Healio: What about outcomes such as organ damage accrual and thrombosis in this cohort, and in pediatric APS in general?

Madison: We used the DIAPS scoring system as a way of quantifying the degree to which patients accrued organ damage. This was adapted by researchers in Mexico — Mary-Carmen Amigo, MD, FACP, and colleagues — from a lupus damage index and has had some validation over the years in adults. Three patients in our cohort scored high enough to indicate severe damage from their APS. To our knowledge, this is the first application of the DIAPS to pediatric APS.

Knight: An important finding was the frequency of recurrent thrombotic events, which were found in about half of patients. Some of these patients with recurrence even had multiple recurrent events. Recurrences occurred almost entirely when patients were off full-dose anticoagulation, whether on purpose — as when their doctor only prescribed a prophylactic therapy such as aspirin — or by accident — the medication dose was found to be subtherapeutic by blood testing.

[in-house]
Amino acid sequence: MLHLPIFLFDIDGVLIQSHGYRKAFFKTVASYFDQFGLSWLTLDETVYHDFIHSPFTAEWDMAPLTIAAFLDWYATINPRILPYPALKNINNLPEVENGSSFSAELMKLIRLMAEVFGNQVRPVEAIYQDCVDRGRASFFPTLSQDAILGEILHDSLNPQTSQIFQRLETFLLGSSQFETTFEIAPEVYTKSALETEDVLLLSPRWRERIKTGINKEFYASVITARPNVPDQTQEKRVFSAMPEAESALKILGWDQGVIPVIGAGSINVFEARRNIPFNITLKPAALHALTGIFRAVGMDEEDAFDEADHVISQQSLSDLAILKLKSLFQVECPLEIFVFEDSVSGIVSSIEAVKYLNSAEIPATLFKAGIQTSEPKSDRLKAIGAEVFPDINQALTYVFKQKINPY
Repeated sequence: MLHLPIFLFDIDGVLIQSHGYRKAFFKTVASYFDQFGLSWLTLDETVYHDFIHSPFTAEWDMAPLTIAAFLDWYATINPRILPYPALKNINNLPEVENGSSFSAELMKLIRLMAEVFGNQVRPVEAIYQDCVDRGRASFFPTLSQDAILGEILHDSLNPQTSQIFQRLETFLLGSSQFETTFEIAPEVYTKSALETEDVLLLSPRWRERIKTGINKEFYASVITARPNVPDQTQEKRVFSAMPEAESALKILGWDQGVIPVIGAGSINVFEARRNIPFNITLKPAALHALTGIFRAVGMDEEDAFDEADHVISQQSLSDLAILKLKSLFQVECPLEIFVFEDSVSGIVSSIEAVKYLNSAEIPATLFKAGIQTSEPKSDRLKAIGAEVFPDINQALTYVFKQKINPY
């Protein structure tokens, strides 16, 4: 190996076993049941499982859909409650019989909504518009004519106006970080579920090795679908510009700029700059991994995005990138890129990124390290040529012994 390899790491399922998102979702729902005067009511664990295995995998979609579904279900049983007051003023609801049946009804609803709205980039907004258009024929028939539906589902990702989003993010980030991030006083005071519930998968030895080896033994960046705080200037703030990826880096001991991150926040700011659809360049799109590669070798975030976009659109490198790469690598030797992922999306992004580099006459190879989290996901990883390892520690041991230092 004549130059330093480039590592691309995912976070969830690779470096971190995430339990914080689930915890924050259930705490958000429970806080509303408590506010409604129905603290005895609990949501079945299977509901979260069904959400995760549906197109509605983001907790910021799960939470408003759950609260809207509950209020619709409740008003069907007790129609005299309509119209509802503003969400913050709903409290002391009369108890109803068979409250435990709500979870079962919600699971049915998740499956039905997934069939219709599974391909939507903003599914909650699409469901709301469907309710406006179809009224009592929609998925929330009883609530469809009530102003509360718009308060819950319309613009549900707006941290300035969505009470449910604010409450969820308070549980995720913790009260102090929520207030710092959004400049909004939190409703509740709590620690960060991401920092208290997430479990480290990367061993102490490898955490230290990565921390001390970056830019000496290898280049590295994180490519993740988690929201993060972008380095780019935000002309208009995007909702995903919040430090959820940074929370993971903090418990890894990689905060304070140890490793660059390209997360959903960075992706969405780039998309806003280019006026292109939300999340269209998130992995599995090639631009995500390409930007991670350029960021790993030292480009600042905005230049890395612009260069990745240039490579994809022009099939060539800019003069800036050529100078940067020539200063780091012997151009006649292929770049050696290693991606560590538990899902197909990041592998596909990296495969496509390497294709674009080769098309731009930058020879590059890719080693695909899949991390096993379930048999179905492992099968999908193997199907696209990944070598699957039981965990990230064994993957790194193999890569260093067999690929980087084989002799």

This underlines the importance of, and difficulties with, anticoagulation therapy in this pediatric age group. It is worth noting that most of the group were teenagers.

Madison: Another notable finding from this group with recurrence was that although the initial event may have been one type of thrombotic event, the recurrent event could be a different type of thrombotic event. For example, one patient initially had deep vein thrombosis (DVT), but later had an arterial stroke. Also, recurrence sometimes occurred even though antiphospholipid levels had decreased. This disease can be unpredictable.

Healio: What did you learn about the clinical characteristics of pediatric APS?